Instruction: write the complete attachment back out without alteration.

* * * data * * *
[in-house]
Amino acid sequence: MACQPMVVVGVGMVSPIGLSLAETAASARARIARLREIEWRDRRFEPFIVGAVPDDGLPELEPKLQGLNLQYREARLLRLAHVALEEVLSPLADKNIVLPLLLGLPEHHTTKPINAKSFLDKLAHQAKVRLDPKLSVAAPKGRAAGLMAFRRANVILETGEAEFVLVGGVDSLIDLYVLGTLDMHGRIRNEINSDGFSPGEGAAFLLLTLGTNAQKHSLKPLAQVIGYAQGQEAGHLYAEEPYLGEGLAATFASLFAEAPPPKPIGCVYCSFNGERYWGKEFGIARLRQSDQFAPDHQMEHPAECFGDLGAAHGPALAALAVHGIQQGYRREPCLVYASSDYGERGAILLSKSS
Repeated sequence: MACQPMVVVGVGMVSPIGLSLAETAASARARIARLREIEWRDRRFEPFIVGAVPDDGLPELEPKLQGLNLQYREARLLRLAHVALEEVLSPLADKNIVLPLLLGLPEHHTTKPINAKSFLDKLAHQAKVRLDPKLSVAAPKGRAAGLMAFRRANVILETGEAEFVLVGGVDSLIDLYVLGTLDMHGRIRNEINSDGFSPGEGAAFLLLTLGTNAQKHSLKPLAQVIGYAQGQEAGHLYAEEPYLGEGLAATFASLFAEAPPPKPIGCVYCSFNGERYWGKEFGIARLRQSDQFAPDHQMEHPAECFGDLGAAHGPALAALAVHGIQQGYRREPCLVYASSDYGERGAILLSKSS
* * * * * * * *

[in-house]
Amino acid sequence: MACQPMVVVGVGMVSPIGLSLAETAASARARIARLREIEWRDRRFEPFIVGAVPDDGLPELEPKLQGLNLQYREARLLRLAHVALEEVLSPLADKNIVLPLLLGLPEHHTTKPINAKSFLDKLAHQAKVRLDPKLSVAAPKGRAAGLMAFRRANVILETGEAEFVLVGGVDSLIDLYVLGTLDMHGRIRNEINSDGFSPGEGAAFLLLTLGTNAQKHSLKPLAQVIGYAQGQEAGHLYAEEPYLGEGLAATFASLFAEAPPPKPIGCVYCSFNGERYWGKEFGIARLRQSDQFAPDHQMEHPAECFGDLGAAHGPALAALAVHGIQQGYRREPCLVYASSDYGERGAILLSKSS
Repeated sequence: MACQPMVVVGVGMVSPIGLSLAETAASARARIARLREIEWRDRRFEPFIVGAVPDDGLPELEPKLQGLNLQYREARLLRLAHVALEEVLSPLADKNIVLPLLLGLPEHHTTKPINAKSFLDKLAHQAKVRLDPKLSVAAPKGRAAGLMAFRRANVILETGEAEFVLVGGVDSLIDLYVLGTLDMHGRIRNEINSDGFSPGEGAAFLLLTLGTNAQKHSLKPLAQVIGYAQGQEAGHLYAEEPYLGEGLAATFASLFAEAPPPKPIGCVYCSFNGERYWGKEFGIARLRQSDQFAPDHQMEHPAECFGDLGAAHGPALAALAVHGIQQGYRREPCLVYASSDYGERGAILLSKSS